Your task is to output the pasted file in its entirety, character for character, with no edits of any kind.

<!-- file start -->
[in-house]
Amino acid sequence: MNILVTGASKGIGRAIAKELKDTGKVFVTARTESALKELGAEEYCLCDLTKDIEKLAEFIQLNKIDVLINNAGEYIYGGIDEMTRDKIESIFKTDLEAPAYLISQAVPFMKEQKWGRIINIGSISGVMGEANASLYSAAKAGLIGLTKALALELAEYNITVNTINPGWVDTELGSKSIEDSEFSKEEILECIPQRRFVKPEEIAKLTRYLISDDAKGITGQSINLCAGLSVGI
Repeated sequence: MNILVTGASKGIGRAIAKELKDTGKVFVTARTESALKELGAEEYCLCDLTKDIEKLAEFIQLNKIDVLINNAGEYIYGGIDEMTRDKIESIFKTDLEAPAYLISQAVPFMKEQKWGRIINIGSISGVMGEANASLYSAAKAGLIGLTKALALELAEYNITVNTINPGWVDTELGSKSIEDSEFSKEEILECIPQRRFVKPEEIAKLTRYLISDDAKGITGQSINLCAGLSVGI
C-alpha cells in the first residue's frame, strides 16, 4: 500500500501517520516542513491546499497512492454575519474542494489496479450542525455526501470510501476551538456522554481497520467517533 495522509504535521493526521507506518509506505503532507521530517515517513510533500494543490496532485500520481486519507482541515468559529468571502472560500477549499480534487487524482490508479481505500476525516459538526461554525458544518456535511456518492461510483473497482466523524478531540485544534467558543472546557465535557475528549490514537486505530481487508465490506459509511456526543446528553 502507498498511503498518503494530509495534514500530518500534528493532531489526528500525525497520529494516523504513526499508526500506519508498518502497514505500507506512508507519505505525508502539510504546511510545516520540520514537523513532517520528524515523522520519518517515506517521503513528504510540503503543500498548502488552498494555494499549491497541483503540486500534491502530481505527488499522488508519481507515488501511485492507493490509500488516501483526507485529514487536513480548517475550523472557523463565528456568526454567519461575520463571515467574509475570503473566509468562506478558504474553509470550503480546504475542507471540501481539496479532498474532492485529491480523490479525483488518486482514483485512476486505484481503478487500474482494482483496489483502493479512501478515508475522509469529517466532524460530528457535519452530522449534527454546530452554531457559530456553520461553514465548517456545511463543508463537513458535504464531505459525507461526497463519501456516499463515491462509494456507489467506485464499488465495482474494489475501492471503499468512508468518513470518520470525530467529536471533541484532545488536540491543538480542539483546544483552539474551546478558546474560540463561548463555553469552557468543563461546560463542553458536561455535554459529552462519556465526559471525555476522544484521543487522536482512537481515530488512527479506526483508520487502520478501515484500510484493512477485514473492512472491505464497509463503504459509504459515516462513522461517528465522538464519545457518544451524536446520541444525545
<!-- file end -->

[in-house]
Amino acid sequence: MNILVTGASKGIGRAIAKELKDTGKVFVTARTESALKELGAEEYCLCDLTKDIEKLAEFIQLNKIDVLINNAGEYIYGGIDEMTRDKIESIFKTDLEAPAYLISQAVPFMKEQKWGRIINIGSISGVMGEANASLYSAAKAGLIGLTKALALELAEYNITVNTINPGWVDTELGSKSIEDSEFSKEEILECIPQRRFVKPEEIAKLTRYLISDDAKGITGQSINLCAGLSVGI
Repeated sequence: MNILVTGASKGIGRAIAKELKDTGKVFVTARTESALKELGAEEYCLCDLTKDIEKLAEFIQLNKIDVLINNAGEYIYGGIDEMTRDKIESIFKTDLEAPAYLISQAVPFMKEQKWGRIINIGSISGVMGEANASLYSAAKAGLIGLTKALALELAEYNITVNTINPGWVDTELGSKSIEDSEFSKEEILECIPQRRFVKPEEIAKLTRYLISDDAKGITGQSINLCAGLSVGI
C-alpha cells in the first residue's frame, strides 16, 4: 500500500501517520516542513491546499497512492454575519474542494489496479450542525455526501470510501476551538456522554481497520467517533 495522509504535521493526521507506518509506505503532507521530517515517513510533500494543490496532485500520481486519507482541515468559529468571502472560500477549499480534487487524482490508479481505500476525516459538526461554525458544518456535511456518492461510483473497482466523524478531540485544534467558543472546557465535557475528549490514537486505530481487508465490506459509511456526543446528553 502507498498511503498518503494530509495534514500530518500534528493532531489526528500525525497520529494516523504513526499508526500506519508498518502497514505500507506512508507519505505525508502539510504546511510545516520540520514537523513532517520528524515523522520519518517515506517521503513528504510540503503543500498548502488552498494555494499549491497541483503540486500534491502530481505527488499522488508519481507515488501511485492507493490509500488516501483526507485529514487536513480548517475550523472557523463565528456568526454567519461575520463571515467574509475570503473566509468562506478558504474553509470550503480546504475542507471540501481539496479532498474532492485529491480523490479525483488518486482514483485512476486505484481503478487500474482494482483496489483502493479512501478515508475522509469529517466532524460530528457535519452530522449534527454546530452554531457559530456553520461553514465548517456545511463543508463537513458535504464531505459525507461526497463519501456516499463515491462509494456507489467506485464499488465495482474494489475501492471503499468512508468518513470518520470525530467529536471533541484532545488536540491543538480542539483546544483552539474551546478558546474560540463561548463555553469552557468543563461546560463542553458536561455535554459529552462519556465526559471525555476522544484521543487522536482512537481515530488512527479506526483508520487502520478501515484500510484493512477485514473492512472491505464497509463503504459509504459515516462513522461517528465522538464519545457518544451524536446520541444525545